> unclear whether you mean "if" or "when").

The "idle" example is something I got first hand when I was at
the university.

Tutor: "... and this will be performed when the main loop is idle."

Student: "What does 'idle' mean?"

Tutor: "'Idle' is when the computer is idle."

Now you know it. ;-)

Again, the frame of mind, the context matters on how to translate
"idle". In this case, it's even a bit harder because there is no
"one word" I could imagine that conveys the meaning of "a system
that is idle, i. e., which does not have processing load at the

> > But keep in mind Germans, before 1990, were able to use programs
> > provided in English, because there simply was no other language
> > version available. This especially applied to the 8-bit era and
> > the mainframe use.
> Programs are still in English.

I'm talking about the availability of programs developed for
german users (i. e., with a "natural" german user interface, from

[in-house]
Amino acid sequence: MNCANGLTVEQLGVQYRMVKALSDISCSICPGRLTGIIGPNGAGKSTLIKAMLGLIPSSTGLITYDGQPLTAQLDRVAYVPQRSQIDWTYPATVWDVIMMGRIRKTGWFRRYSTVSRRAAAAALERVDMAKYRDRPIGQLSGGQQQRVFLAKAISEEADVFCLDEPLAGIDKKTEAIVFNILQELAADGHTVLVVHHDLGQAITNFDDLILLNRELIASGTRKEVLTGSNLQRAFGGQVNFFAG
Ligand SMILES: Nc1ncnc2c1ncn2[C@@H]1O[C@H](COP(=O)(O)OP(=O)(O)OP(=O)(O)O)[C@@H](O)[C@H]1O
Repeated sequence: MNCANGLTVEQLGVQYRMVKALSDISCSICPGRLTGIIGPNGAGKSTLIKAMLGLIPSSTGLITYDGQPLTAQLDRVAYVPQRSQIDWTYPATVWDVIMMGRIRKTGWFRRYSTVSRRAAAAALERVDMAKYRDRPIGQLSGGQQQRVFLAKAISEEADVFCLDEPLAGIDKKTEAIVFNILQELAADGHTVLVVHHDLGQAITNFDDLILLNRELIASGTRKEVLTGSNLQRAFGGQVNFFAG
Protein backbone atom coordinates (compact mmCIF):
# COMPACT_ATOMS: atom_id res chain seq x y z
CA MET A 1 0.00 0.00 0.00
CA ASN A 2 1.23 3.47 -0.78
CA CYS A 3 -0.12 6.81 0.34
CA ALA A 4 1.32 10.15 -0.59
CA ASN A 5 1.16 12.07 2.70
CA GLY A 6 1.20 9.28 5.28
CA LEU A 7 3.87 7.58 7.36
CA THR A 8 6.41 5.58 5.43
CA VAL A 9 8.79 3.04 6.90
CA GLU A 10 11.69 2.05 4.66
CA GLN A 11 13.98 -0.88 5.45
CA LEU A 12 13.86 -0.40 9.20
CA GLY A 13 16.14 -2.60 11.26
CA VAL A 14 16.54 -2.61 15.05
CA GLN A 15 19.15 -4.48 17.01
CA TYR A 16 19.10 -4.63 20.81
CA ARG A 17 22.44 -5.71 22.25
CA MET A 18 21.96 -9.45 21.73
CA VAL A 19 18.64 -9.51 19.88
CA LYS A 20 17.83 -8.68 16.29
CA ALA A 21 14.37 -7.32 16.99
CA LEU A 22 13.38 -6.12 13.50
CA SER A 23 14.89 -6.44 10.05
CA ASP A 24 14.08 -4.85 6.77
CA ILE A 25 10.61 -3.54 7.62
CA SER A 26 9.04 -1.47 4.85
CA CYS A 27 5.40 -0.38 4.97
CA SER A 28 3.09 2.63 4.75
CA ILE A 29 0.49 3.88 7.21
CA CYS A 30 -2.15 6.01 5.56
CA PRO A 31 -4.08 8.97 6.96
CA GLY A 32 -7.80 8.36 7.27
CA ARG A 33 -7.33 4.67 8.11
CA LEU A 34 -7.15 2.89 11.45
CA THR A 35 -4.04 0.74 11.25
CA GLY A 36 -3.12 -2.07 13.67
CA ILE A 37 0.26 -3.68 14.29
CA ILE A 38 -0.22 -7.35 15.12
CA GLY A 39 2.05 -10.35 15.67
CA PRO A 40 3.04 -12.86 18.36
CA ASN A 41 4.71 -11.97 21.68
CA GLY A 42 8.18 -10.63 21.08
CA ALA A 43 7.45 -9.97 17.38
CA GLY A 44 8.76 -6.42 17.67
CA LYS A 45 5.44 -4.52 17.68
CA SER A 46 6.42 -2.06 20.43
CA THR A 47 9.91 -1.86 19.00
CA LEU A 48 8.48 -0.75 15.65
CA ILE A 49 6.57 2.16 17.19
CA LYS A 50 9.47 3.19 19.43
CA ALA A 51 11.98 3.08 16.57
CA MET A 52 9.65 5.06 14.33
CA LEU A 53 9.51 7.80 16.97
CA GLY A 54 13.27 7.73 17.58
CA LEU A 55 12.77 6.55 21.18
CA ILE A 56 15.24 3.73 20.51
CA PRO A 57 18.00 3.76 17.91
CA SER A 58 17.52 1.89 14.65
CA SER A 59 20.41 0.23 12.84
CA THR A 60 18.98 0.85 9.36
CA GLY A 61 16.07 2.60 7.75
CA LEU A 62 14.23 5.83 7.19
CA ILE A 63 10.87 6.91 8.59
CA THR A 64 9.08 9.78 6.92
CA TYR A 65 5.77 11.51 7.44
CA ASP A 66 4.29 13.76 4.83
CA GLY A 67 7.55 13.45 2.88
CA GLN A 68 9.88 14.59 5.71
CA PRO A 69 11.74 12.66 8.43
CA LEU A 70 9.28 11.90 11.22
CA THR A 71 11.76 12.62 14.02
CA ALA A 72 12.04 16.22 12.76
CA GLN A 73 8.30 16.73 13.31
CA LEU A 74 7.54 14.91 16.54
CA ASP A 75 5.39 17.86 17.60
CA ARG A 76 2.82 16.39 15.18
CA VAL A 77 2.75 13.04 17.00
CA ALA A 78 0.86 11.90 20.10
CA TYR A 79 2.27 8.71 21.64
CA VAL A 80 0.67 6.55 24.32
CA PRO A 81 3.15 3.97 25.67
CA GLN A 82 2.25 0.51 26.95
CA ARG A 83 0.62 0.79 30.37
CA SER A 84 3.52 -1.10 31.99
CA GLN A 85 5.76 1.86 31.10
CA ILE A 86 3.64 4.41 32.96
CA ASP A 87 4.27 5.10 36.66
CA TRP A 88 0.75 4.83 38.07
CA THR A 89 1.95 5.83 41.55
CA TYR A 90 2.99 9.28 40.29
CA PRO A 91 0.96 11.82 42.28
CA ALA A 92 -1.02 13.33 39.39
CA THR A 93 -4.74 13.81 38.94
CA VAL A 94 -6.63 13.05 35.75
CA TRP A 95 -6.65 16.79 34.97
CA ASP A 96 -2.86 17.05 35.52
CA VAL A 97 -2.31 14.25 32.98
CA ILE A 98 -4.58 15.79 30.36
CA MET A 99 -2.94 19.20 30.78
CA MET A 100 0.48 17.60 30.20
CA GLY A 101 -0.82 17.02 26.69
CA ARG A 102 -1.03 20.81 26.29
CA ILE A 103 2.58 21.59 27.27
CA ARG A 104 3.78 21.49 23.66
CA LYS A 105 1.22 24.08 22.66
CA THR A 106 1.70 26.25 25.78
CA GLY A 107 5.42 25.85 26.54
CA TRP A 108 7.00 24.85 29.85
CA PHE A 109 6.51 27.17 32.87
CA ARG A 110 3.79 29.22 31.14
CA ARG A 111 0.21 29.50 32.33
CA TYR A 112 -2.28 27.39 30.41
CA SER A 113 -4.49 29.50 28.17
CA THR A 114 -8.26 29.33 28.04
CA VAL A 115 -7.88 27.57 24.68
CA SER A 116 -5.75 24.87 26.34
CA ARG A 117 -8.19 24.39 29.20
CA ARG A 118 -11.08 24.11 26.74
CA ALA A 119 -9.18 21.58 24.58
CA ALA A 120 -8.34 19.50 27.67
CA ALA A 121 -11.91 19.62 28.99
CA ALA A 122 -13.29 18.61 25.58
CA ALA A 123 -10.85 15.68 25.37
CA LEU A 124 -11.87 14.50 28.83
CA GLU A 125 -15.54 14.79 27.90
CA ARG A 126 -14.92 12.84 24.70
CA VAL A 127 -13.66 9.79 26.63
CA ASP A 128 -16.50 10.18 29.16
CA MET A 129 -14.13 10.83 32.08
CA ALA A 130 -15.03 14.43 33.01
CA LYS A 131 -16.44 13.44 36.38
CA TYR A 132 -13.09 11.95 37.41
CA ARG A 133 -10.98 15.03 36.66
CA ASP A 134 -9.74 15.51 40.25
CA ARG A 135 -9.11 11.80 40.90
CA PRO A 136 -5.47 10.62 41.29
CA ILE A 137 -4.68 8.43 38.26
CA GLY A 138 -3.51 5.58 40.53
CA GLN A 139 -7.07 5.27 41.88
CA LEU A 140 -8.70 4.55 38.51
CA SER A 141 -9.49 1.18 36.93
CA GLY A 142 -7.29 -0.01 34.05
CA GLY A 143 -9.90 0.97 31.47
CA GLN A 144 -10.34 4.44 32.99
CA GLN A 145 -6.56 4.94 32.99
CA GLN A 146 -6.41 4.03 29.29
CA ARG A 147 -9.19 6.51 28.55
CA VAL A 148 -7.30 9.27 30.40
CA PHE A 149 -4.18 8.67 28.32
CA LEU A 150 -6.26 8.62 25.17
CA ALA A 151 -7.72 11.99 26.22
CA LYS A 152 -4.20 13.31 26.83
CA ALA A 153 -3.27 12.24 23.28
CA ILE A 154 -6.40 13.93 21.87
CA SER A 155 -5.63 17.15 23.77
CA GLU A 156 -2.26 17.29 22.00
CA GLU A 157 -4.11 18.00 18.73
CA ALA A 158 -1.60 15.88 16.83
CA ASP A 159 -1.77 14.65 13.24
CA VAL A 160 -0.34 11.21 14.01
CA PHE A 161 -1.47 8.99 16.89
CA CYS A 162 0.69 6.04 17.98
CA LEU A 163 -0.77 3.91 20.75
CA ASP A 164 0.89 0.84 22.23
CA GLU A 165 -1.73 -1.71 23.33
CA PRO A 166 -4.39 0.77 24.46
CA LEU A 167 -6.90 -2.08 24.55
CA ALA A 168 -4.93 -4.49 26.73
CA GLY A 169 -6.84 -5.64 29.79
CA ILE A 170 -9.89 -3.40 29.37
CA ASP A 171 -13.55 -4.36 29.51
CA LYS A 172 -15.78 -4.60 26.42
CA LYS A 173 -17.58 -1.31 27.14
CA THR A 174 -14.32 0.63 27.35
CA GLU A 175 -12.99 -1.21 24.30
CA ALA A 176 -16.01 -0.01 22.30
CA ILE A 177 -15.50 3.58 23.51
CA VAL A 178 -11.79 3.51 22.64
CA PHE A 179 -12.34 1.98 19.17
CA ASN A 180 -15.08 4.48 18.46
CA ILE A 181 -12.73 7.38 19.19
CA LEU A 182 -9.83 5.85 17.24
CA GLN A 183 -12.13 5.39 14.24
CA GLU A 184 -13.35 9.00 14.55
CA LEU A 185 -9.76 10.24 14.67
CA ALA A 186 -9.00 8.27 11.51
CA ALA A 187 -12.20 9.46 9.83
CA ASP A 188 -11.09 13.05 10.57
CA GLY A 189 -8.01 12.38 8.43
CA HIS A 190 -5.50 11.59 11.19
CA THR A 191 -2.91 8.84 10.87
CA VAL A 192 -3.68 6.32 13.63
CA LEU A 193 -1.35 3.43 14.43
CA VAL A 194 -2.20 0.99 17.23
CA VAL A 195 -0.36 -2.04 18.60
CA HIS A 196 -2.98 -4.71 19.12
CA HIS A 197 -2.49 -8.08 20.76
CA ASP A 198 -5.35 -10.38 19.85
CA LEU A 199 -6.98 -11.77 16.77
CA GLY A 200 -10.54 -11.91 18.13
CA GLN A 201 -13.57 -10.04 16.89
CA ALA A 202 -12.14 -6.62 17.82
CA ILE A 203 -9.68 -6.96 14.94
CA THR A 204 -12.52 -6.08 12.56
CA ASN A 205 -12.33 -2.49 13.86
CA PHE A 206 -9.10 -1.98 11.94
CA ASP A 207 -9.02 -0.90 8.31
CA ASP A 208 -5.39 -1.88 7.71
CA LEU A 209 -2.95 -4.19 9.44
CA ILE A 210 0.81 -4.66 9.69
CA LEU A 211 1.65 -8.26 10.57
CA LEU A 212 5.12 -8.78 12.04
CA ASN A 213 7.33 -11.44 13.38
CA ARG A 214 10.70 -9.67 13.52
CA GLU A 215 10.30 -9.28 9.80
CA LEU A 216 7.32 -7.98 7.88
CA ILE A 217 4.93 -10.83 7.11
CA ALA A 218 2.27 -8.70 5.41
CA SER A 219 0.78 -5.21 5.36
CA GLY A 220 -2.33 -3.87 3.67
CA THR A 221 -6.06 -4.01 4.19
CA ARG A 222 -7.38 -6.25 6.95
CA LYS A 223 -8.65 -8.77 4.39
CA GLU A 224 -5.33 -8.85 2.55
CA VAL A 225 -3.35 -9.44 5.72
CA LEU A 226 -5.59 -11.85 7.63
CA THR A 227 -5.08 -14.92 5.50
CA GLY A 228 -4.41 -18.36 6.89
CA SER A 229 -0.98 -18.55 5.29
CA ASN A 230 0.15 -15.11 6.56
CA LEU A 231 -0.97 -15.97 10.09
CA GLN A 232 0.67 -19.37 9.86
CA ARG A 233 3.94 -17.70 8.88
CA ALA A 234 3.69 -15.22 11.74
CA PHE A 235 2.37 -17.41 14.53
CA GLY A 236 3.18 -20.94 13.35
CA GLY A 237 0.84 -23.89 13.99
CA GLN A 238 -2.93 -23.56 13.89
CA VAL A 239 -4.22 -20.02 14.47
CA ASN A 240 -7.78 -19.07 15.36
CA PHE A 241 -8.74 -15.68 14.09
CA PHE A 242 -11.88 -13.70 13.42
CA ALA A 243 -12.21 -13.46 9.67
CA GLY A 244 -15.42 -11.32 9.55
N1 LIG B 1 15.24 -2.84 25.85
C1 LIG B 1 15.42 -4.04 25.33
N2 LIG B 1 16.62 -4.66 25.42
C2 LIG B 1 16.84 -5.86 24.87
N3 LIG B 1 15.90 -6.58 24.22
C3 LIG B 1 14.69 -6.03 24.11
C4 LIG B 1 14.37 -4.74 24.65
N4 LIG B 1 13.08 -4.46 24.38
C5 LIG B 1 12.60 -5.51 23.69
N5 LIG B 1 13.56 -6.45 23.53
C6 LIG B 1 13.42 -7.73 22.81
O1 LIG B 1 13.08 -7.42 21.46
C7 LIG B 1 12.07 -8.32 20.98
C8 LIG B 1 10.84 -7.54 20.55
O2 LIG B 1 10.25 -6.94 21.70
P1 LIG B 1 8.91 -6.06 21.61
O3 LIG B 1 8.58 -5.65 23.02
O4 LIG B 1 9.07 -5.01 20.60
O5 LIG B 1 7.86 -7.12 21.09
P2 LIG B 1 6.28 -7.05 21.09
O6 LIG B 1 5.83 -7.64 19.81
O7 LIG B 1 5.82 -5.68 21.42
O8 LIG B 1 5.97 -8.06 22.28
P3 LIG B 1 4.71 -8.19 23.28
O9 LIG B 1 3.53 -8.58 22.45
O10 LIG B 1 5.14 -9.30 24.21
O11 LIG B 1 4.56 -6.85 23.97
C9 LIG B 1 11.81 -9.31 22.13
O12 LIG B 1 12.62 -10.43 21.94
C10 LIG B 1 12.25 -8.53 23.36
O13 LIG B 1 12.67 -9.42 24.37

the beginning), or programs with the option to switch to the
german language, like Thunderbird. German users prefer german

> Or has someone invented a German
> programming language and lots of programmers use it?  Has there been a
> German operating system been developed?

Yes, but in the past, many decades ago, and nobody knows about
it (except me, because I'm a living museum)... ;-)

> Don't forget the lazyness ...

Lazyness is why I don't want to learn the slightest english words,
but expect everything everywhere in German, and the program must
look and behave like the pirated version I had 20 years ago. :-)

> >> It took years before I finally figured out that "allgemeine
> >> Schutzverletzung" is supposed to mean "segmentation fault".
> >
> > The correct TT is "Speicherschutzverletzung", as segmentation
> > refers to memory. :-)
> That is not a word, and suggesting that "memory" had anything to do with